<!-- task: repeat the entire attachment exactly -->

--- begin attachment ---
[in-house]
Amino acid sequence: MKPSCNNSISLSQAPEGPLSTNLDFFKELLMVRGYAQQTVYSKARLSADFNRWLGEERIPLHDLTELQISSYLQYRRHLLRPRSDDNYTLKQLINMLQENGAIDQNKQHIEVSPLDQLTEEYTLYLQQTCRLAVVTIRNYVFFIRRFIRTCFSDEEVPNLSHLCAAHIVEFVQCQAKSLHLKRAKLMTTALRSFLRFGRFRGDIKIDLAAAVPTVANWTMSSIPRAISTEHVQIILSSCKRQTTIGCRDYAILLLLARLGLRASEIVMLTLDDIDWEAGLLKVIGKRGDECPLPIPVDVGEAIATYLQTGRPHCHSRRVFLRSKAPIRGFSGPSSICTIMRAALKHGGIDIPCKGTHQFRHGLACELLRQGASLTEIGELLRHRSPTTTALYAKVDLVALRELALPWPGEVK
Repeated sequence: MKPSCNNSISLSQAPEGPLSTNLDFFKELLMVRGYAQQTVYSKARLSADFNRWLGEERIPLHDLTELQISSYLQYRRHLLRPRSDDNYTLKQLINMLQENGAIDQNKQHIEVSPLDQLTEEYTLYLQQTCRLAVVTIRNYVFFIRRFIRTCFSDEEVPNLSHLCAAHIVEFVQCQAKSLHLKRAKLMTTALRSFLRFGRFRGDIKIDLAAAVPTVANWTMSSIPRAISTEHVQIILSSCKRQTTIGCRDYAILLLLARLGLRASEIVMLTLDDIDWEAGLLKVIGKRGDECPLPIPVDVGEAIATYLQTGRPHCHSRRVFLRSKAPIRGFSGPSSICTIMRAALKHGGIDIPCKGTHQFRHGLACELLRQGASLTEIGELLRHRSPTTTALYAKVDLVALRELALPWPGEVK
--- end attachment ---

[in-house]
Amino acid sequence: MKPSCNNSISLSQAPEGPLSTNLDFFKELLMVRGYAQQTVYSKARLSADFNRWLGEERIPLHDLTELQISSYLQYRRHLLRPRSDDNYTLKQLINMLQENGAIDQNKQHIEVSPLDQLTEEYTLYLQQTCRLAVVTIRNYVFFIRRFIRTCFSDEEVPNLSHLCAAHIVEFVQCQAKSLHLKRAKLMTTALRSFLRFGRFRGDIKIDLAAAVPTVANWTMSSIPRAISTEHVQIILSSCKRQTTIGCRDYAILLLLARLGLRASEIVMLTLDDIDWEAGLLKVIGKRGDECPLPIPVDVGEAIATYLQTGRPHCHSRRVFLRSKAPIRGFSGPSSICTIMRAALKHGGIDIPCKGTHQFRHGLACELLRQGASLTEIGELLRHRSPTTTALYAKVDLVALRELALPWPGEVK
Repeated sequence: MKPSCNNSISLSQAPEGPLSTNLDFFKELLMVRGYAQQTVYSKARLSADFNRWLGEERIPLHDLTELQISSYLQYRRHLLRPRSDDNYTLKQLINMLQENGAIDQNKQHIEVSPLDQLTEEYTLYLQQTCRLAVVTIRNYVFFIRRFIRTCFSDEEVPNLSHLCAAHIVEFVQCQAKSLHLKRAKLMTTALRSFLRFGRFRGDIKIDLAAAVPTVANWTMSSIPRAISTEHVQIILSSCKRQTTIGCRDYAILLLLARLGLRASEIVMLTLDDIDWEAGLLKVIGKRGDECPLPIPVDVGEAIATYLQTGRPHCHSRRVFLRSKAPIRGFSGPSSICTIMRAALKHGGIDIPCKGTHQFRHGLACELLRQGASLTEIGELLRHRSPTTTALYAKVDLVALRELALPWPGEVK